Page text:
Let $G$ be any group and $x \in G$ , then is it true that $N_G(\langle x \rangle)/C_G(\langle x \rangle)$ is finite ? I know that

$N_G(\langle x \rangle)/C_G(\langle x \rangle)$ is isomorphic to some subgroup of $Aut (\langle x \rangle)$ but cannot proceed further . Please help .

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    $\begingroup$ Do you know how to describe the automorphism group of a cyclic group? $\endgroup$ – Tobias Kildetoft Dec 12 '14 at 8:49
  • $\begingroup$ @TobiasKildetoft: I see , are you hinting at that the order of the Automorphism group of any infinite cyclic group is $2$ ? ( if $\langle x \rangle $ is finite then we are obviously safe ) $\endgroup$ – user123733 Dec 12 '14 at 10:53
  • $\begingroup$ That is indeed what I am hinting at. $\endgroup$ – Tobias Kildetoft Dec 12 '14 at 10:54
  • $\begingroup$ @TobiasKildetoft: Thanks very much $\endgroup$ – user123733 Dec 12 '14 at 10:56

The answer is yes:

As already noted in the question, for any subgroup $H\leq G$ we have that $N_G(H)/C_G(H)$ is isomorphic to a subgroup of $\mathrm{Aut}(H)$.

To see that this means that $N_G(\langle x\rangle)/C_G(\langle x\rangle)$ is finite, we just need to show that $\mathrm{Aut}(\langle x\rangle)$ is finite for any $x$.

If $|x|$ is finite, this is obvious, so we are left with the case where $\langle x\rangle \cong \mathbb{Z}$.

But an automorphism of a cyclic group is uniquely determined by its value on any generator. And since this value must again be a generator, we see that there are only two automorphisms of $\mathbb{Z}$ (one sending $1$ to $1$ and one sending $1$ to $-1$). Hence $\mathrm{Aut}(\mathbb{Z})$ is finite which finishes the proof.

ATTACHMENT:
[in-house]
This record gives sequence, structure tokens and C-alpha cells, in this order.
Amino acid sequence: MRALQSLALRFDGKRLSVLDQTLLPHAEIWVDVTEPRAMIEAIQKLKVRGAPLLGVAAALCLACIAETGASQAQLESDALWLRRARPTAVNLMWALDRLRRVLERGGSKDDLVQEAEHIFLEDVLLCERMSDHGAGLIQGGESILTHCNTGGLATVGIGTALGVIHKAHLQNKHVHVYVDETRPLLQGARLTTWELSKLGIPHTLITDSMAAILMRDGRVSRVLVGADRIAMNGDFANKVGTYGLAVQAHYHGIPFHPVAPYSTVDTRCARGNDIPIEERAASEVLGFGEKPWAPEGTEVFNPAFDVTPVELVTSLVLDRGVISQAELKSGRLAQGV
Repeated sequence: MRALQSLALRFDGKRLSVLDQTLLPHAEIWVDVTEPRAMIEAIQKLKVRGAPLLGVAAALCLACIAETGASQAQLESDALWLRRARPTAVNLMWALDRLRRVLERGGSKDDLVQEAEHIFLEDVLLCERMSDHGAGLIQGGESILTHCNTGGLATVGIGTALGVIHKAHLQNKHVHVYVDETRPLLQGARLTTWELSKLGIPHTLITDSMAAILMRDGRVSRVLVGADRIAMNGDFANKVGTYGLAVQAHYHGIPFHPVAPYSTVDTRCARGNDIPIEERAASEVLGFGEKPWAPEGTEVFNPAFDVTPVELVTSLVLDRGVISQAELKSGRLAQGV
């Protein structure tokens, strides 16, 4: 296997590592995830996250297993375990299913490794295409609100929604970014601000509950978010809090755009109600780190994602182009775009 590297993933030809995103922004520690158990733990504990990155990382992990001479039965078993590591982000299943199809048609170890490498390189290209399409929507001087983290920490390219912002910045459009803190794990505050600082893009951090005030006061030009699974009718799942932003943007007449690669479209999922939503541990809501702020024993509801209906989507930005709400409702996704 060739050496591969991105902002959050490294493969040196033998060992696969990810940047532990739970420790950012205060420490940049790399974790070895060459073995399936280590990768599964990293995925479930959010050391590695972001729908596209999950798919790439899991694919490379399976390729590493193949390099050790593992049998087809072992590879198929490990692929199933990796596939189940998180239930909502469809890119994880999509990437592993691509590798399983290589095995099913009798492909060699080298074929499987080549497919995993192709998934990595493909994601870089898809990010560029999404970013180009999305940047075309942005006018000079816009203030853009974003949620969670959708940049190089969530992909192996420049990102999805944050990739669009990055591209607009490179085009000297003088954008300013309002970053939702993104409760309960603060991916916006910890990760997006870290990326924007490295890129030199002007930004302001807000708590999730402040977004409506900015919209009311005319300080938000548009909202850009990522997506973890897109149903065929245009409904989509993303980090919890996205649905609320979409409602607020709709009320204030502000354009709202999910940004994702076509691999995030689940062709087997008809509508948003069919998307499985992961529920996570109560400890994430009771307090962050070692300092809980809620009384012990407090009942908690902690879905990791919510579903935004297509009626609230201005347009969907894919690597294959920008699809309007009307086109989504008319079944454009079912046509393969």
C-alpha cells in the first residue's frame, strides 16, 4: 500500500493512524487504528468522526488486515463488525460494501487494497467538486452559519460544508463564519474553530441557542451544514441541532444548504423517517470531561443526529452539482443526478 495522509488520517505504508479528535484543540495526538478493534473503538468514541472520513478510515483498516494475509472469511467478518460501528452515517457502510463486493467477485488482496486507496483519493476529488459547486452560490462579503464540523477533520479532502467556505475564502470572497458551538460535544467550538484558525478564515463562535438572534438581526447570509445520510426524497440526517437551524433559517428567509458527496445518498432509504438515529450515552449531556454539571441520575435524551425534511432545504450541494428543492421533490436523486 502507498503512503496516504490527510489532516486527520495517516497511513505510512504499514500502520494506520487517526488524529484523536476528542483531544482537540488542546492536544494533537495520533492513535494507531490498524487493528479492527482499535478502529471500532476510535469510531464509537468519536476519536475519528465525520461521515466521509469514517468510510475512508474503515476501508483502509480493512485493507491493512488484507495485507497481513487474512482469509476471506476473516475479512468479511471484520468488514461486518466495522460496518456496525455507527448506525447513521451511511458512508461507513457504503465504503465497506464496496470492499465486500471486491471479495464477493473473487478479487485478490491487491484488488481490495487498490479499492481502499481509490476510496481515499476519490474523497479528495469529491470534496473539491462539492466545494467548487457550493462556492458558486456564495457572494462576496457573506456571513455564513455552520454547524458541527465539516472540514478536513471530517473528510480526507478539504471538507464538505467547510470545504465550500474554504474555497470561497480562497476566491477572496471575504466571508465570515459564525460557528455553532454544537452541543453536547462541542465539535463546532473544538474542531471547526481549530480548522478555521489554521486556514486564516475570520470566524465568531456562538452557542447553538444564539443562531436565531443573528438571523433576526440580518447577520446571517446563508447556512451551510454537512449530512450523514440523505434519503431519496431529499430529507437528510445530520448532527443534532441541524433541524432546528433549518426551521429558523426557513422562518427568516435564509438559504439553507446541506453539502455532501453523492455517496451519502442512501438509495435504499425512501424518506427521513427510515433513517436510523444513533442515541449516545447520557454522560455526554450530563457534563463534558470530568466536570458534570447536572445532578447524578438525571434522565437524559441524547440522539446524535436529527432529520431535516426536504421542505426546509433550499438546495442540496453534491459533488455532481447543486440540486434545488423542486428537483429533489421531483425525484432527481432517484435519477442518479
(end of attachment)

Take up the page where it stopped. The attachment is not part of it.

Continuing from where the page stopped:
This is false. Let $G = \operatorname{GL}_2\left(\mathbb{Q}\right)$ and $x = \left(\begin{matrix} 1 & 1 \\ 0 & 1 \end{matrix}\right)$. Then, $x^i$ is conjugate to $x$ for every nonzero integer $i$. Hence, the set of $G$-conjugates of $x$ which belong to $\left<x\right>$ is infinite. But this set has the same cardinality as $N_G\left(\left<x\right>\right) / C_G\left(\left<x\right>\right)$, because there is a bijection from the latter set to the former given by sending the residue class of $f \in N_G\left(\left<x\right>\right)$ to $fxf^{-1}$.

  • $\begingroup$ There must be some detail wrong here. The quotient is isomorphic to a subgroup of the automorphism group of $\langle x\rangle$ which is certainly finite for any $x$. $\endgroup$ – Tobias Kildetoft Dec 12 '14 at 8:49
  • $\begingroup$ Oh! I forgot that $N_G\left(H\right)$ is the set of all $g \in G$ such that $gHg^{-1} = H$, not such that $gHg^{-1} \subseteq H$. Good to finally see an example where it matters. Can you make your comment into an answer so that mine doesn't look like it's true? $\endgroup$ – darij grinberg Dec 13 '14 at 15:14
  • $\begingroup$ Done (that was actually a fairly subtle mistake. No wonder I did not see where it was at first). $\endgroup$ – Tobias Kildetoft Dec 15 '14 at 10:31

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